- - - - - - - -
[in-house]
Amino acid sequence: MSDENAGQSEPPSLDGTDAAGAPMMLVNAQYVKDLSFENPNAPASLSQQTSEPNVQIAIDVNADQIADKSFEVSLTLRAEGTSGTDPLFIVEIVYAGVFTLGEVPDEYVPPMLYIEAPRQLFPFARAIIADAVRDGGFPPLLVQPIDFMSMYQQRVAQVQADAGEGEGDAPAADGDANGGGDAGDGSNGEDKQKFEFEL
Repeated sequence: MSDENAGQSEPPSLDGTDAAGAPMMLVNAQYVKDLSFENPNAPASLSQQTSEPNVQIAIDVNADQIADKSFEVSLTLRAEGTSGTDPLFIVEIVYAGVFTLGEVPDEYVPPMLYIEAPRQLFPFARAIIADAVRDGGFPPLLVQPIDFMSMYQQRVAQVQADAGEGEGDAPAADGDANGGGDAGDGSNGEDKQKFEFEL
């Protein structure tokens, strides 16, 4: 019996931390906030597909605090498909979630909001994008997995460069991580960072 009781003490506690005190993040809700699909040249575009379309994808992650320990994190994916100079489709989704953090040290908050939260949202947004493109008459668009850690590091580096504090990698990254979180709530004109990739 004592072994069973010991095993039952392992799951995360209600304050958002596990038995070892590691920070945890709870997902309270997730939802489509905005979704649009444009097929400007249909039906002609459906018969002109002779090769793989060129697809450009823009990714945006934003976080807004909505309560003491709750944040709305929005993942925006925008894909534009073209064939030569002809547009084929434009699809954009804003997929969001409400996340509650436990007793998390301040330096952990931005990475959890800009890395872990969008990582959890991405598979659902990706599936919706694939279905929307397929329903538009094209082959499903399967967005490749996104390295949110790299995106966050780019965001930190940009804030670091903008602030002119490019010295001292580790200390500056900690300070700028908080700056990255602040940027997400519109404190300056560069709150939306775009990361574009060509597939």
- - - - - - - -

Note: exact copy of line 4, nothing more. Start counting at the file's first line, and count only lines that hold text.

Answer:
């Protein structure tokens, strides 16, 4: 019996931390906030597909605090498909979630909001994008997995460069991580960072 009781003490506690005190993040809700699909040249575009379309994808992650320990994190994916100079489709989704953090040290908050939260949202947004493109008459668009850690590091580096504090990698990254979180709530004109990739 004592072994069973010991095993039952392992799951995360209600304050958002596990038995070892590691920070945890709870997902309270997730939802489509905005979704649009444009097929400007249909039906002609459906018969002109002779090769793989060129697809450009823009990714945006934003976080807004909505309560003491709750944040709305929005993942925006925008894909534009073209064939030569002809547009084929434009699809954009804003997929969001409400996340509650436990007793998390301040330096952990931005990475959890800009890395872990969008990582959890991405598979659902990706599936919706694939279905929307397929329903538009094209082959499903399967967005490749996104390295949110790299995106966050780019965001930190940009804030670091903008602030002119490019010295001292580790200390500056900690300070700028908080700056990255602040940027997400519109404190300056560069709150939306775009990361574009060509597939």